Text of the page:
First and Only Paper in Flourishing Territory 1854

First Press in the Kansas Territory 1854

The Press in Kansas; Towns Springing Up 1854

Herald of Freedom Founded in Lawrence 1855

Vol. 1, No. 31. J. Speer & W. W. Ross, editors.: * 1855

Lincoln in Kansas! His first speech! 1859

From the State Capital....Sol Miller is a "brick." 1862

The Press of Kansas. We believe the following to b 1862

We have neglected to notice the Fort Scott Monitor 1863

*The fight between Ewing and Anthony is still wagi 1863

*Additional News from Lawrence! Terrible Scenes!.. 1863

*The Raid on Lawrence! Particulars and Incidents!. 1863

*It will be remembered that John Speer of the Lawr 1864

Vol. 1, No. 1. M. M. Murdock, editor and proprieto 1872

Modern Improved Methods of Printing 1900

Manhattan Express

Articles in database from Manhattan Express:    6

July 21, 1859, Manhattan Express (ID 5698)

After the issue of No. 52 of the present volume, a recess of three weeks will be taken to give the editor an opportunity of visiting the river towns on business connected with the Express. Let that time be improved by the committee appointed at the citizens meeting of the 10th, that at the end of the time specified definite arrangements may be entered into for carrying out the object for which that meeting was called.

All those among our subscribers who have not as yet settled with this office are invited to do so without any further delay, for we are in want of all that is due us and must have it before the commencement of the Second Volume.

"Editor Assaulted. W. W. Ross, one of the talented and gentlemanly editors of the Topeka State Record, was assaulted upon the sidewalk in front of the Eldridge House last Saturday evening by a man by the name of Jones, a resident of this city. The alleged provocation was the republishment of some article in the Record which Jones thought reflected upon him. R. G. Elliott interfered and prevented any violence when Mr. Ross very properly took no further notice of his assailment and passed on. Mr. Ross is incapable of an ungentlemanly action and his cool and dignified demeanor under the circumstances meet the entire approval of our citizens." - Lawrence Republican.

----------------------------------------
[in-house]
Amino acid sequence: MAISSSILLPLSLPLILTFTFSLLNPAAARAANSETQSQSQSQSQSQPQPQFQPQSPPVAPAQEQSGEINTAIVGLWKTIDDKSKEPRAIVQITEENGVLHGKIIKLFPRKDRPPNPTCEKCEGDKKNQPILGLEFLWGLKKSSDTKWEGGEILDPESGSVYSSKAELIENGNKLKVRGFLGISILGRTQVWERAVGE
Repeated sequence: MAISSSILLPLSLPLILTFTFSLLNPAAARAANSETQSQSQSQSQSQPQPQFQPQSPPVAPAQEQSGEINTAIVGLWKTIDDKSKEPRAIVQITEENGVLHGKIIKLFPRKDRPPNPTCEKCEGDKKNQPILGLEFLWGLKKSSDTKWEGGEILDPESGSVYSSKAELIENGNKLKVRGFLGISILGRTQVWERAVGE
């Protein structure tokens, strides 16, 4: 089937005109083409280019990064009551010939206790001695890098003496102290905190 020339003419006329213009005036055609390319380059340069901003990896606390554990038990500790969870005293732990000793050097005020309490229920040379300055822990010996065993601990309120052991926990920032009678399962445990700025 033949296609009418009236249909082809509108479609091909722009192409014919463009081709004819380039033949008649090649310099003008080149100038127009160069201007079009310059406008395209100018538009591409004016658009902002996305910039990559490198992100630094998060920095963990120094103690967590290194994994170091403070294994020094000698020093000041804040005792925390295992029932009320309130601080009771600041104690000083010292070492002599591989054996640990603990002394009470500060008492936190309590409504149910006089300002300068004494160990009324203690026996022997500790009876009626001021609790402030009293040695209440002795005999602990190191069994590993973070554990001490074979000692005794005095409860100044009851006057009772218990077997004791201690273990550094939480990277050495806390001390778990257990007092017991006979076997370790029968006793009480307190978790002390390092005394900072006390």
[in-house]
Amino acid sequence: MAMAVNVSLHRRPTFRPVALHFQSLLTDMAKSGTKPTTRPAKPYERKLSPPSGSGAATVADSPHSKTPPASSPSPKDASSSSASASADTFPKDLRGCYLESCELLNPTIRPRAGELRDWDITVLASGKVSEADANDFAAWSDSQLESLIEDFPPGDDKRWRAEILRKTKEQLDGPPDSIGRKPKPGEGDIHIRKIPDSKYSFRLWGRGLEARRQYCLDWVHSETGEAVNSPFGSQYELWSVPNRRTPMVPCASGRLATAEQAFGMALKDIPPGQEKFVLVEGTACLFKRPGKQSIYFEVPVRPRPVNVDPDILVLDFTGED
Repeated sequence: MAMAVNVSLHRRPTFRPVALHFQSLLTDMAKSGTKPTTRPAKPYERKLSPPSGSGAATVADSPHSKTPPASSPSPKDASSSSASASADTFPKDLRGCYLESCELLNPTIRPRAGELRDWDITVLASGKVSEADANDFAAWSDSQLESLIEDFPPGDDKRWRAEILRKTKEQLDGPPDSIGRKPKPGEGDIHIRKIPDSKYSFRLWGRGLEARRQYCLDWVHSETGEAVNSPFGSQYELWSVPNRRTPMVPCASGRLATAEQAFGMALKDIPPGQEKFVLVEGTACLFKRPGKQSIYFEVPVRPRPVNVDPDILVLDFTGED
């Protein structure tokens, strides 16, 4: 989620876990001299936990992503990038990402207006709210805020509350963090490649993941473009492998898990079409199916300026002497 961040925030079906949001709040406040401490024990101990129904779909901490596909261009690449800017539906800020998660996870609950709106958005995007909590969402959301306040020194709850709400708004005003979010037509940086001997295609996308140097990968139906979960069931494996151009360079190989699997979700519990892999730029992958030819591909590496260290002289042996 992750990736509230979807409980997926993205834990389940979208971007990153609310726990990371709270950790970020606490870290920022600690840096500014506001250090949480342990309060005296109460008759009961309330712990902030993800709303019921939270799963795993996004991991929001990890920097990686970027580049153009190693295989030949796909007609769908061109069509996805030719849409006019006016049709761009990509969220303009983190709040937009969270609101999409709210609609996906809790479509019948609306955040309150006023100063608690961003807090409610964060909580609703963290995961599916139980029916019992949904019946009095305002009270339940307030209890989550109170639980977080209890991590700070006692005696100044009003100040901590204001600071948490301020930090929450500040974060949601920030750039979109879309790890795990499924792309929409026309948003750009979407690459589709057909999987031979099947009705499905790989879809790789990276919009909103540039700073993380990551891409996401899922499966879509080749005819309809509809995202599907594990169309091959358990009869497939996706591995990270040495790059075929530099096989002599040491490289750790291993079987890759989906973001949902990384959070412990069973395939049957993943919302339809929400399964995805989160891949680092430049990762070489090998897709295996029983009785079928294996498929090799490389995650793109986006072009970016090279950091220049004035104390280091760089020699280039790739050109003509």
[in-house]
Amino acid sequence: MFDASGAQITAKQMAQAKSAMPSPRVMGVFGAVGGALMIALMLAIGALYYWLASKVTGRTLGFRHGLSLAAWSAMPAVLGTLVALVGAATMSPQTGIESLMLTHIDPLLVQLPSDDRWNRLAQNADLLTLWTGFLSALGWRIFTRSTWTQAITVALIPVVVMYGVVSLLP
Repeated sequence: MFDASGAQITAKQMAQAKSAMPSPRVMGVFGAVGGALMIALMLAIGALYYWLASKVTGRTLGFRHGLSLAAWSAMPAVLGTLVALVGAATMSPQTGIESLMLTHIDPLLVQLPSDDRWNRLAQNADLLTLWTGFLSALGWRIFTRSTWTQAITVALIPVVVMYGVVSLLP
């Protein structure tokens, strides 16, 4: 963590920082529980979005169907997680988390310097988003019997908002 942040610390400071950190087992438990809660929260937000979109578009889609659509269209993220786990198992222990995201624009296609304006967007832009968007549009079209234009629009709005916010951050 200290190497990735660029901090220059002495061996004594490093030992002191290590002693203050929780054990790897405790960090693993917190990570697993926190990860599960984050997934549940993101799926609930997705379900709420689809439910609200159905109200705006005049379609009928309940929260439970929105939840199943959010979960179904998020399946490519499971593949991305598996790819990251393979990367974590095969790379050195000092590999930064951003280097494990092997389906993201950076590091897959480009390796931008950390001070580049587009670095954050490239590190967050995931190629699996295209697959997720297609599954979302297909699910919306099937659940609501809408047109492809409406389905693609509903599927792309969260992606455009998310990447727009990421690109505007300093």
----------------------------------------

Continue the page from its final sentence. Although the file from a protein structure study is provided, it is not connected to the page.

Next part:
July 28, 1859, Manhattan Express (ID 5699)

As will be seen in another column, the editor and proprietor of this paper offers for sale at extremely low prices quite a number of choice town lots in the City of Manhattan. Lots which are fully worth at least $150 are there offered for $75, the rest in proportion.

With the present issue ends the first volume of the Manhattan Express. We shall issue an extra on each of the next three Saturdays which our regular readers in the city and county will receive by asking the post master for them....We shall issue the first number of the second volume about the middle of August next.


September 17, 1859, Manhattan Express (ID 5693)

We have been thinking for some time that the name of our paper was not doing a full justice to those who feel the most interest in its prosperity. Manhattan is one of the largest and most thriving cities in the Territory of Kansas....Her name is so beautiful and so well known that we could not resist the desire of identifying it with the name of our Express; hence from this number our paper shall be called "The Manhattan Express."


October 8, 1859, Manhattan Express (ID 5695)

We were highly gratified the other day in welcoming among our exchanges the State Record, edited with marked ability by Ross Brothers, two gentlemen generally known to the people of Kansas by their devotion to the cause of freedom, their connection with the Territorial press, their talents, their refinement of manners, and not last nor least their relation to the Old Guard. The State Record is decidedly the handsomest and largest weekly newspaper as yet published in Kansas. It is a credit to the city of Topeka, where it is printed, and to the Republican Party.


November 26, 1859, Manhattan Express (ID 5696)

Wishing to remove our office to the second story of the new stone building of Geo. Miller on Poyntz Avenue, we will be obliged to defer the publication of a paper next week.


October 12, 1861, Manhattan Express (ID 5724)

Chas, de Vivaldi, proprietor; James Humphrey, editor.

For back and future subscriptions for the Express, we will take for a short time wheat, corn, potatoes, onions, beets, hams, pork, bacon, butter, eggs, and wood. Farmers bring in your produce.